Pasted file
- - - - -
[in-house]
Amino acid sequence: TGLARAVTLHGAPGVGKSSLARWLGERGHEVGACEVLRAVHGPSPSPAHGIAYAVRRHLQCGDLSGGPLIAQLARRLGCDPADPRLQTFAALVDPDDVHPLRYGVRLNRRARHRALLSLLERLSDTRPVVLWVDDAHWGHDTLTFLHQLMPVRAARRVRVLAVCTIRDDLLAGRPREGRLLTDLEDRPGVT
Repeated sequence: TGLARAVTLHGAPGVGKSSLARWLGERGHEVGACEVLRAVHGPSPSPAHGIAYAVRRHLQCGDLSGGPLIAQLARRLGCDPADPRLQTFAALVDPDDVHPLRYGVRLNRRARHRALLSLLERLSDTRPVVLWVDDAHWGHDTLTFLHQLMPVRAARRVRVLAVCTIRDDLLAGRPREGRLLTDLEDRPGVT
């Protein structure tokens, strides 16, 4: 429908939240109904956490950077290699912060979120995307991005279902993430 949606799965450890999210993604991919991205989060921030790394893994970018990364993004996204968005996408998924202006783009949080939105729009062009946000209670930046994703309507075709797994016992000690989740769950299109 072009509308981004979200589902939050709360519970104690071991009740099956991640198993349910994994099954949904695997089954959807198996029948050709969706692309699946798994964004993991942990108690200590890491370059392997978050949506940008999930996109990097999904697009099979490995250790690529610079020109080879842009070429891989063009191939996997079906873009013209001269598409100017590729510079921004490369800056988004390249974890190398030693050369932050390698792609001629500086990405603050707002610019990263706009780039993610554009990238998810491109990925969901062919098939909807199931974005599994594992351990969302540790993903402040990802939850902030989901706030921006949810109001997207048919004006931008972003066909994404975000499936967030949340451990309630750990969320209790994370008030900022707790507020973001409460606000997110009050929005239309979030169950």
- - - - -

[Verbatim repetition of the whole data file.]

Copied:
[in-house]
Amino acid sequence: TGLARAVTLHGAPGVGKSSLARWLGERGHEVGACEVLRAVHGPSPSPAHGIAYAVRRHLQCGDLSGGPLIAQLARRLGCDPADPRLQTFAALVDPDDVHPLRYGVRLNRRARHRALLSLLERLSDTRPVVLWVDDAHWGHDTLTFLHQLMPVRAARRVRVLAVCTIRDDLLAGRPREGRLLTDLEDRPGVT
Repeated sequence: TGLARAVTLHGAPGVGKSSLARWLGERGHEVGACEVLRAVHGPSPSPAHGIAYAVRRHLQCGDLSGGPLIAQLARRLGCDPADPRLQTFAALVDPDDVHPLRYGVRLNRRARHRALLSLLERLSDTRPVVLWVDDAHWGHDTLTFLHQLMPVRAARRVRVLAVCTIRDDLLAGRPREGRLLTDLEDRPGVT
């Protein structure tokens, strides 16, 4: 429908939240109904956490950077290699912060979120995307991005279902993430 949606799965450890999210993604991919991205989060921030790394893994970018990364993004996204968005996408998924202006783009949080939105729009062009946000209670930046994703309507075709797994016992000690989740769950299109 072009509308981004979200589902939050709360519970104690071991009740099956991640198993349910994994099954949904695997089954959807198996029948050709969706692309699946798994964004993991942990108690200590890491370059392997978050949506940008999930996109990097999904697009099979490995250790690529610079020109080879842009070429891989063009191939996997079906873009013209001269598409100017590729510079921004490369800056988004390249974890190398030693050369932050390698792609001629500086990405603050707002610019990263706009780039993610554009990238998810491109990925969901062919098939909807199931974005599994594992351990969302540790993903402040990802939850902030989901706030921006949810109001997207048919004006931008972003066909994404975000499936967030949340451990309630750990969320209790994370008030900022707790507020973001409460606000997110009050929005239309979030169950």